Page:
March 10, 2016
CLEARWATER, Fla. – The most crowded spring training clubhouse in recent memory - 65 players when full-squad workouts began two weeks ago – became a little less crowded on Thursday, when the Phillies sent their top three pitching prospects to minor league camp.
Mark Appel, Jake Thompson and Zach Eflin packed their things and headed across the Carpenter Complex to continue their work in minor league camp. All made the journey, as the team's first round of cuts this spring, less than 24 hours after pitching for the Phillies at Fort Myers against the Twins in a 4-2 win in split-squad action on Wednesday.
“I think yesterday was really good for me, Jake and Zach,” said Appel, the former No.1 overall pick who came over in the December trade that sent Ken Giles to the Houston Astros. “I think the three of us are going to have a lot of fun over there, we’re going to get ready for the season and we’re all going got work hard and getting back here soon. So, I think it’s a really good place to be right now.”
"If they knew that I wasn’t going to start on the big league club this year than it’s a great thing for us to go over there instead of getting one or two innings every week, go ahead and get three to five, get extended and get ready for the season.”
The move was hardly unexpected.
As the Phillies finish up their second full week of Grapefruit League games, the innings will become sparse for pitchers expected to open the season in the minor leagues. The starters that will be in the rotation a month from now – Aaron Nola, Jeremy Hellickson, etc. – will begin pitching more than 2-3 innings per spring start.
With 30-some pitchers in camp, there are only so many innings to go around at Bright House Field.
“I think the key thing for me is to be able to get innings,” said Appel, who allowed one unearned run while striking out three and walking no one in two innings in Fort Myers on Wednesday. “And so I’m looking at this as a great opportunity. Go down and get my body right, get ready for the season. … If they knew that I wasn’t going to start on the big league club this year than it’s a great thing for us to go over there instead of getting one or two innings every week, go ahead and get three to five, get extended and get ready for the season.”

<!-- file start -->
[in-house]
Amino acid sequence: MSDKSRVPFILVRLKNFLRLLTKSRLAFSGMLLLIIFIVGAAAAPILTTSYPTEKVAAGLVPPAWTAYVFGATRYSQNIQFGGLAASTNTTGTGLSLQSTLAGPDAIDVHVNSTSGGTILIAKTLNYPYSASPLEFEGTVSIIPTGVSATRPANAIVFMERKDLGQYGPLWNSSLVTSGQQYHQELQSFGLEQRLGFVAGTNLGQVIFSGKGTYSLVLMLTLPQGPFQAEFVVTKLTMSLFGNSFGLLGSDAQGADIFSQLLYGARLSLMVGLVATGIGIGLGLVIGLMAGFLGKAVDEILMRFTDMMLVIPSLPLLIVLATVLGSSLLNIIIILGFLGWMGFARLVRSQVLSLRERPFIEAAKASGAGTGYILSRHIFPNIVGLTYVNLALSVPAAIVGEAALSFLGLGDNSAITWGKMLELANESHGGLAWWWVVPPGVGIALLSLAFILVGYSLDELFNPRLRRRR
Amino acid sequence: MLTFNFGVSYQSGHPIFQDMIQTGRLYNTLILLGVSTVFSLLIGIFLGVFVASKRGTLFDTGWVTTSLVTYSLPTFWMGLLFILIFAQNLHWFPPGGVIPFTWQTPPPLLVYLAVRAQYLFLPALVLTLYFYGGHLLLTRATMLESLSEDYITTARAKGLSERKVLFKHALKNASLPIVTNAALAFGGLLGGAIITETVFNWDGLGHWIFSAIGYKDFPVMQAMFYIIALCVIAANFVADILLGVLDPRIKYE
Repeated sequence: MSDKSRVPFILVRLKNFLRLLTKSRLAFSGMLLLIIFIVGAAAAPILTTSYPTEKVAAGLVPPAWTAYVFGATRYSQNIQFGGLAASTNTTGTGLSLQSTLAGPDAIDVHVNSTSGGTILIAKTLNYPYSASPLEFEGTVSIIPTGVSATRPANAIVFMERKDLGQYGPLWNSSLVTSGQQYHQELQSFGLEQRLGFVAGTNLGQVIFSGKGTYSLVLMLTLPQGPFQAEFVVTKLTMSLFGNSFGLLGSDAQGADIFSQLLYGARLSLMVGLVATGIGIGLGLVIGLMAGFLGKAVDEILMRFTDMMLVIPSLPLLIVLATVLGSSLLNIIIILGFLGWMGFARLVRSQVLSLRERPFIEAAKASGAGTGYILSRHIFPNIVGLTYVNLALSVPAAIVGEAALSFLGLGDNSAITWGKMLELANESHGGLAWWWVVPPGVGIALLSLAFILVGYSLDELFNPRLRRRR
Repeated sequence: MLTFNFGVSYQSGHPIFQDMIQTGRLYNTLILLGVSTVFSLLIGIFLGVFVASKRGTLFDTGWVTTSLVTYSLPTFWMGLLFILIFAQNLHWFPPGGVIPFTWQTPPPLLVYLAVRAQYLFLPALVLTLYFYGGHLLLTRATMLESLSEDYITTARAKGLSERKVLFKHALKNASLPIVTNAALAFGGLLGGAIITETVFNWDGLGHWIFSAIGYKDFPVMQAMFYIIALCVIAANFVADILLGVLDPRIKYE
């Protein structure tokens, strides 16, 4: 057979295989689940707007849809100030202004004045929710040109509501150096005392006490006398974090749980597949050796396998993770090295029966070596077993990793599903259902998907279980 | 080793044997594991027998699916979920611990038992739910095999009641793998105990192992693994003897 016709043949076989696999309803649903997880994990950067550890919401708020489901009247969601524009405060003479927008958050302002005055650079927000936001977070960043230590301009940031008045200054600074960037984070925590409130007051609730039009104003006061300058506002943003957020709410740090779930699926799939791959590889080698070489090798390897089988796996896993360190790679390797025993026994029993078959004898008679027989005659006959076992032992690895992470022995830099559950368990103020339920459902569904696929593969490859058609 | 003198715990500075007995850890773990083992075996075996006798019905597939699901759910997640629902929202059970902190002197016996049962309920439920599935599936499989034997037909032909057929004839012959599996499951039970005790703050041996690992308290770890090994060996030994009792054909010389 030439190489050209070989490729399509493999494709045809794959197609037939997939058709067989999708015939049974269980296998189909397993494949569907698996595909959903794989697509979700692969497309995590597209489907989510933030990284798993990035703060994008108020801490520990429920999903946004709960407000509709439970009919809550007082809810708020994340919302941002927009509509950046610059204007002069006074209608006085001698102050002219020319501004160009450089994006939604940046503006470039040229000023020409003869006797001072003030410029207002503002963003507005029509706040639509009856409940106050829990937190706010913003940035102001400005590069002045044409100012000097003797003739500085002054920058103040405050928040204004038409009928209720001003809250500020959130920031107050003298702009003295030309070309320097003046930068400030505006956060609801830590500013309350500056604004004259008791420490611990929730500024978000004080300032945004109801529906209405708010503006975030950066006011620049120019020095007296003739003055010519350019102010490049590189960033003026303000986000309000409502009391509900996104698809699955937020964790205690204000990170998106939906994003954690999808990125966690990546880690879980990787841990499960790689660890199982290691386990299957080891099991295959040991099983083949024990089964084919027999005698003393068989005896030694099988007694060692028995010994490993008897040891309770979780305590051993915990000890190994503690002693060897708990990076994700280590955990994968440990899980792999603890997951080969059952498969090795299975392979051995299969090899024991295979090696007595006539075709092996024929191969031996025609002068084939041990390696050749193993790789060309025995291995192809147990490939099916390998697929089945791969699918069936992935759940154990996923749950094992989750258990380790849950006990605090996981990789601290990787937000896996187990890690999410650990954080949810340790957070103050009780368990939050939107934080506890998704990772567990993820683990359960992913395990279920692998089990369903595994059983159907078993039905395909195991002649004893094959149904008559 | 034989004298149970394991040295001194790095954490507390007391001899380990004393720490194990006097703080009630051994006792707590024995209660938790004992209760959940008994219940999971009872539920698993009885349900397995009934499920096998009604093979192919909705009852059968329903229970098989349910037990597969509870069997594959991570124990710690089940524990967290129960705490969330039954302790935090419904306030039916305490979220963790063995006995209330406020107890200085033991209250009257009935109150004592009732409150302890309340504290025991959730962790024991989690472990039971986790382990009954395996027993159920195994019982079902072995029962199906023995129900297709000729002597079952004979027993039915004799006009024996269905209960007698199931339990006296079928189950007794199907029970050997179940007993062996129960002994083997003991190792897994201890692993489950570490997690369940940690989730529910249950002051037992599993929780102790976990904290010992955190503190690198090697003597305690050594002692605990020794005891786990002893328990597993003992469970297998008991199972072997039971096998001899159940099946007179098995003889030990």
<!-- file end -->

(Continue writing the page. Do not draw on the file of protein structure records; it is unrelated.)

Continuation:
All three right-handed pitchers came over in three of the trades that have helped define the Phillies rebuild in the last 16 months. Elfin was the first, arriving in the Jimmy Rollins deal in December of 2014, then Thompson arrived in the Cole Hamels’ trade last July.
Appel came over with four others pitchers, including two who are competing for a rotation spot this spring, in the aforementioned Giles deal this winter.
The trio is likely to start the 2016 season at Triple-A Lehigh Valley. It’s not out of the realm of possibility that they could form the nucleus for a young major league rotation – along with Nola, Jerad Eickhoff and Vince Velasquez – in 2017 or, perhaps, later this summer.
“I think that’s the idea,” said the 22-year-old Thompson, who went 5-1 with a 1.80 ERA in seven starts at Double-A Reading after arriving to the organization last summer. “Obviously things happen and people pan out and people don’t. But hopefully, I think the Phillies are definitely building their team that way, not just with pitchers, but with some of the young position players, too. Hopefully, we’ll all get up at the same time and play for 10 years. That’s how it’s supposed to work.”
Of all of the young, growing talent in the Phillies clubhouse this spring – the pitchers and hitters such as J.P. Crawford, Nick Williams, Jorge Alfaro, Andrew Knapp, Roman Quinn, etc. – Appel may be the biggest wild card. The 24-year-old northern California native was drafted in the top 10 picks of the MLB draft in consecutive years, most recently as the No.1 overall pick by the Astros in 2013.
Appel’s talent hasn’t come to fruition in the minor leagues: he went 10-3 with a 4.99 ERA in 25 starts between Triple-A and Double-A in 2015. He had a 1.413 WHIP and 2.16 K/BB ratio in 131 2/3 innings.
Before he left the clubhouse Thursday morning, Appel was asked if the new set of evaluators and coaches that have watched him this spring have altered anything with his pitching. Instead, it was the pitcher who said he had done some tinkering.
“I think I’ve changed a little bit of mindset, mentality,” Appel said. “I think going back to what really made me successful in college - baseball is baseball. It’s the same at whatever level you’re at, just the talent is different. Knowing that I believe my talent is at a level that I can compete at the big league level, and so, just getting the mindset/mentality of how I want to attack hitters and use the tools God has given me to do the the best I know how.”